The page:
The Maryland Toleration Act is a historical document, founded on April 21, 1649, in the current state of Maryland, USA. The Act legally established religious freedom, but only among Christians. Thus, according to the regulations, it was possible to believe in any unit of the Christian religion. It was forbidden to follow other gods, to speak negatively about saints and to show disrespect for faith.
Freedom of religion was initially considered to be one of the most fundamental civil and human rights with which the notion of liberty was associated. History knows many cases and periods of the planting of faith alien to them by an entire people. The first attempt to resolve conflicts caused by religious diversity among peoples was made on the American continent. The law proclaiming freedom of religion was passed by the Assembly of the Colony of Maryland in 1649 to bring down the wave of discontent with the implantation of Catholicism in the colony by its Lord Owner.
The history of the act is linked to the account of the state. The founder of Maryland is Lord George Calvert, who, in 1629, asked King Charles I of England to grant him the right to establish a new colony in America. One of his goals in founding the new colony was to provide a haven for English Catholics over the ocean. Three years later, in June 1632, after George Calvert’s sudden death, his son, Cecil Calvert, received a state patent to establish the new colony, named after Queen Henrietta Mary. Even though Maryland was founded persecuted Catholics, from the early days of its existence, freedom of religion in it was not limited. Over the following decades, however, it was on religious grounds that several conflicts occurred, both with neighboring Virginia and between residents of Maryland itself.
On April 21, 1649, the Maryland Tolerance Act was passed at the initiative of the Calvert family, who sought to protect Catholics. Historians and politicians often refer to the Maryland Toleration Act as the beginning of religious freedom because it was one of the first such laws in American colonies. The bill, far ahead of its time, enshrined religious freedom and stated that supporters of other beliefs might oppress no Marylander. The fundamental purpose of the Maryland Act of Toleration was to create a harmonious relationship between Catholics and Protestants. Perhaps the existence of this legal instrument anticipated in many ways, the creation of the First Amendment to the U.S. Constitution, which enshrined the freedom of any religion.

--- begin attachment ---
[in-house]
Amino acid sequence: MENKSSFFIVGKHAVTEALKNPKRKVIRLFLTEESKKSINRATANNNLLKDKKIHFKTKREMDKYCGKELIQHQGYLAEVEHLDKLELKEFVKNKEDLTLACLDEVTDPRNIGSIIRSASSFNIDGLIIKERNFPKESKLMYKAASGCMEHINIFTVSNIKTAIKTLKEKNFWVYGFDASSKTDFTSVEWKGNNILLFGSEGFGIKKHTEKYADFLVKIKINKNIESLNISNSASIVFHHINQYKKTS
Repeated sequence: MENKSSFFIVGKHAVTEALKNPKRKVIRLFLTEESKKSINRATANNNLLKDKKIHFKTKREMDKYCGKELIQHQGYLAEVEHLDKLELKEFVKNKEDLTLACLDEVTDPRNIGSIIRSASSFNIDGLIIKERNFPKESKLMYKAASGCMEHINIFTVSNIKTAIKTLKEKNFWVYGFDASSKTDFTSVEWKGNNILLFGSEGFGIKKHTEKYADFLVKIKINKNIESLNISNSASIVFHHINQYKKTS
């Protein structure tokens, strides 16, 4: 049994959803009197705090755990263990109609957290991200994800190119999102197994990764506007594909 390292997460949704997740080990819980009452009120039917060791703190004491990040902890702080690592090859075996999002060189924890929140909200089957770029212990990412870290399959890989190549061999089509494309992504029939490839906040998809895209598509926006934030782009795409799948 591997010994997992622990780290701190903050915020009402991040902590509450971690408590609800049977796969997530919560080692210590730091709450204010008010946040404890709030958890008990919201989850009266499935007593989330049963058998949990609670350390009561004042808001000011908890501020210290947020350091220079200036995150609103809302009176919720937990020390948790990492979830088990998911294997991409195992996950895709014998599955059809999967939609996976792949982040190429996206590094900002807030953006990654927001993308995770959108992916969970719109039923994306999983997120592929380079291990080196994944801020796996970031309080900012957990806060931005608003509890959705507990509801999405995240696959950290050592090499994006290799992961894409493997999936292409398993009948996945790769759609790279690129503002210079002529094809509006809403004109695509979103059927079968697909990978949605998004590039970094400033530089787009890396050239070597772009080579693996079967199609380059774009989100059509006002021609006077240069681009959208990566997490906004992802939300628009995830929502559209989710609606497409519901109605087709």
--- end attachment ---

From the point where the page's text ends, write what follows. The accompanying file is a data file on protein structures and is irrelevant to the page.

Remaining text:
From the point of view of historical value, it is essential to note that the Maryland Act of Religious Toleration is not a genuinely complete law giving absolute religious freedom to all. In fact, the law provided religious freedom for all Christians in Maryland but sentenced to death anyone who denied the divinity of Jesus. The judge implied that non-Christians, including Jews, Muslims, or atheists, were sentenced to death. The law also regulated social relations between Christians in religious discourse. Anyone who spoke negatively about prominent biblical figures faced the penalty of fine, imprisonment, or public humiliation.
The Maryland Toleration Act of 1649 clearly illustrates an important historical fact: political leaders who were colonizers understood the need to regulate religious tolerance, which would then lead to a peaceful society. However, Maryland Toleration Act document did not give the necessary civil rights to social groups that practiced other religions. For this reason, the act seems excessively restrictive and cruel to modern man. The Maryland Toleration Act text was a milestone in U.S. history, laying the foundation for the First Amendment of the Constitution.